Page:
Last year, research colleague Steve W. Martin, a sales expert, USC professor and author of the “Heavy Hitter Sales” series, and I conducted a study that assessed a key shift in the sales industry: the overwhelming movement towards inside sales and away from field sales. While researching this topic, we also uncovered stark discrepancies between average and high performing sales teams.
As a result, Steve W. Martin and I decided to start a new project, which would uncover common characteristics of top-performing sales organizations. In our recent study, “The Sales Organization Performance Gap,” we identified four key traits specific to high-performance sales teams:
Team mentality: One of the most significant findings highlighted that team-based cultures yield the very best sales teams. Rather than the mentality of having a select few top-performing sales reps to carry the team, high-performing organizations focus on the team as a whole. In fact, high-performing sales teams were twice as likely to describe themselves as a “cohesive group of like-minded individuals” than people at average or underperforming organizations. Additionally, the top teams also viewed individual talent as less crucial to sales success, but were less likely to have below-average salespeople – curating an all-star team.
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Ambitious goal setting: Quotas have always been a controversial topic among sales organizations. How high or low are you supposed to set them? Through our research we found that the chances of hitting sales quotas actually increases the more aggressive you get. In fact, 64 percent of top-performing sales organizations set quotas on average 10 percent or more above what they are accountable for.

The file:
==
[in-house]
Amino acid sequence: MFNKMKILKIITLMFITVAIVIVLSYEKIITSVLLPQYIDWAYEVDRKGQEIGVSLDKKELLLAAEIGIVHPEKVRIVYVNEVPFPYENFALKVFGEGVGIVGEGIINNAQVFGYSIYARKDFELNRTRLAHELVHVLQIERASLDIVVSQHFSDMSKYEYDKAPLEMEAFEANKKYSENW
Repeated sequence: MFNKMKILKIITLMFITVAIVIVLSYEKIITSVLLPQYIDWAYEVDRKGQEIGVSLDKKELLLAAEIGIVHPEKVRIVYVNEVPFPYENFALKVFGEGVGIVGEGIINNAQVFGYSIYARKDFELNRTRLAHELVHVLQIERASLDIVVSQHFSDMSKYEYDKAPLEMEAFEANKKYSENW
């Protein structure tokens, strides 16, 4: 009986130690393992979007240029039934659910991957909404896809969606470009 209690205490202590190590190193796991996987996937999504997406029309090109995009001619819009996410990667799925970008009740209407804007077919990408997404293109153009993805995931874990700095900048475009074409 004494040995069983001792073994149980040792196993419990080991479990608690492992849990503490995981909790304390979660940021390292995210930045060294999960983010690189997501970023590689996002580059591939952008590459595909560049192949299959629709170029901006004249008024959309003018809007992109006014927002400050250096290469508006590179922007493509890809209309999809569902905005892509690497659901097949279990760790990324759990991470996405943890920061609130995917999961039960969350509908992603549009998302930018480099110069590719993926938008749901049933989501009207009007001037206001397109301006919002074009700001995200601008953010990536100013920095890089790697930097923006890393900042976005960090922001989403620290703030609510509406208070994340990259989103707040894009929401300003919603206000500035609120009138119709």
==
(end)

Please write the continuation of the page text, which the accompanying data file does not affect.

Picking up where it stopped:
Cutting Ties: Dancing around the rules of termination is yet another ongoing dilemma for sales leaders. While there should always be an allotted onboard and ramp up time associated with a new position, sales leaders should be very clear on expectations for the rep and be quicker to terminate underperforming reps. Our research found 18 percent of top-performing sales organizations clearly outlined that sales reps will be terminated for poor performance after one quarter, compared to the 2 percent of average and 5 percent of low performing organizations.
Process oriented: Low-performing sales organizations operate under the myth that a select few high-performing sales reps can achieve quota and carry the team. Sales leaders at top-performing sales organization are outlining specific processes of their best reps and enforcing them across the organization though technology. High-performing sales organizations were almost twice as likely to describe their sales processes as “closely monitored” or “strictly enforced or automated” compared to average or under performing organizations. Additionally, high-performing sales organizations ranked “disciplined sales process and systems usage” as the second most important differentiating factor of top and average performing organizations.
Ultimately what we found is that the key difference is that top-performing sales teams revolve around a team-oriented culture focused on achieving success together.